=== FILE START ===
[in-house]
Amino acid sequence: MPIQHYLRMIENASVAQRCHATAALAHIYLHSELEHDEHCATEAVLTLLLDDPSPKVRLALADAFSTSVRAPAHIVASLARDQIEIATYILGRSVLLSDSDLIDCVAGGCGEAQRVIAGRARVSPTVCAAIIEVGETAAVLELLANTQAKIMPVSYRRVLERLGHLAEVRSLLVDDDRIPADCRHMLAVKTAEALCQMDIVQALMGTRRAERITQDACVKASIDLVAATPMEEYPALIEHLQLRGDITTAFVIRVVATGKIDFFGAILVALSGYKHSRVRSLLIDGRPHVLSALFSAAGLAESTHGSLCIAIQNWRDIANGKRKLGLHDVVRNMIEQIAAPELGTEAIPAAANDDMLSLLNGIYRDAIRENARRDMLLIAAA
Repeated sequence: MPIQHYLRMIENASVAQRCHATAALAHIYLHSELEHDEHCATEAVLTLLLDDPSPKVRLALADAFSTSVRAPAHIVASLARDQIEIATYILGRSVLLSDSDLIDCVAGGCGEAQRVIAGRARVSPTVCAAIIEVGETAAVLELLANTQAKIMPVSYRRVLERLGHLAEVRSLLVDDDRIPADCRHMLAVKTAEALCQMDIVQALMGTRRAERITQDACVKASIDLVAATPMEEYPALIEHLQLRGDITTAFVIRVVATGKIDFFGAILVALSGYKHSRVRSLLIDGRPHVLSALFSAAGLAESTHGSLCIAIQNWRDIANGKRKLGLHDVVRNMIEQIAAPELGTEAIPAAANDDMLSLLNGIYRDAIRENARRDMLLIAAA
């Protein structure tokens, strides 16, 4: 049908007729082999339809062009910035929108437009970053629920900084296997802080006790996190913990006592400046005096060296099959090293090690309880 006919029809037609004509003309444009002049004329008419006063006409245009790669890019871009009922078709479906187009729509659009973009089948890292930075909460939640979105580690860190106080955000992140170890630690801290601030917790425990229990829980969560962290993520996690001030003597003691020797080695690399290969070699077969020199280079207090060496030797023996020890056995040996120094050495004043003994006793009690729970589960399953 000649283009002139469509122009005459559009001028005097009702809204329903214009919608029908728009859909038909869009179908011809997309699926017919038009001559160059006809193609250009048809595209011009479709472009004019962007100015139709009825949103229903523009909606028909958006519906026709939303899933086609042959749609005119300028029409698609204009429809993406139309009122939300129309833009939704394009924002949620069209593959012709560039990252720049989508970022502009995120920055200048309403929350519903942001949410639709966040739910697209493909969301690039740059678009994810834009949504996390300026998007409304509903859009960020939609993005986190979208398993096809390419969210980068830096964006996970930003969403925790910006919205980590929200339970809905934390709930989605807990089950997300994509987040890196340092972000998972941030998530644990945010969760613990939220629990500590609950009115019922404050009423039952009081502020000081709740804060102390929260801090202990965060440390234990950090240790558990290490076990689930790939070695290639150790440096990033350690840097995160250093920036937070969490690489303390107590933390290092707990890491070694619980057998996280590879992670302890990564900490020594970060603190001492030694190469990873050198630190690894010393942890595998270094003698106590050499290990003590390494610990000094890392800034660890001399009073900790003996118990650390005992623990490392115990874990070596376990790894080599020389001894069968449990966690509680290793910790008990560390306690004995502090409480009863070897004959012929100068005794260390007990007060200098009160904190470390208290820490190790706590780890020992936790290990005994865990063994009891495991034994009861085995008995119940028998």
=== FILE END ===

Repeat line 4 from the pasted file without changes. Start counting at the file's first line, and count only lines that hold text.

């Protein structure tokens, strides 16, 4: 049908007729082999339809062009910035929108437009970053629920900084296997802080006790996190913990006592400046005096060296099959090293090690309880 006919029809037609004509003309444009002049004329008419006063006409245009790669890019871009009922078709479906187009729509659009973009089948890292930075909460939640979105580690860190106080955000992140170890630690801290601030917790425990229990829980969560962290993520996690001030003597003691020797080695690399290969070699077969020199280079207090060496030797023996020890056995040996120094050495004043003994006793009690729970589960399953 000649283009002139469509122009005459559009001028005097009702809204329903214009919608029908728009859909038909869009179908011809997309699926017919038009001559160059006809193609250009048809595209011009479709472009004019962007100015139709009825949103229903523009909606028909958006519906026709939303899933086609042959749609005119300028029409698609204009429809993406139309009122939300129309833009939704394009924002949620069209593959012709560039990252720049989508970022502009995120920055200048309403929350519903942001949410639709966040739910697209493909969301690039740059678009994810834009949504996390300026998007409304509903859009960020939609993005986190979208398993096809390419969210980068830096964006996970930003969403925790910006919205980590929200339970809905934390709930989605807990089950997300994509987040890196340092972000998972941030998530644990945010969760613990939220629990500590609950009115019922404050009423039952009081502020000081709740804060102390929260801090202990965060440390234990950090240790558990290490076990689930790939070695290639150790440096990033350690840097995160250093920036937070969490690489303390107590933390290092707990890491070694619980057998996280590879992670302890990564900490020594970060603190001492030694190469990873050198630190690894010393942890595998270094003698106590050499290990003590390494610990000094890392800034660890001399009073900790003996118990650390005992623990490392115990874990070596376990790894080599020389001894069968449990966690509680290793910790008990560390306690004995502090409480009863070897004959012929100068005794260390007990007060200098009160904190470390208290820490190790706590780890020992936790290990005994865990063994009891495991034994009861085995008995119940028998």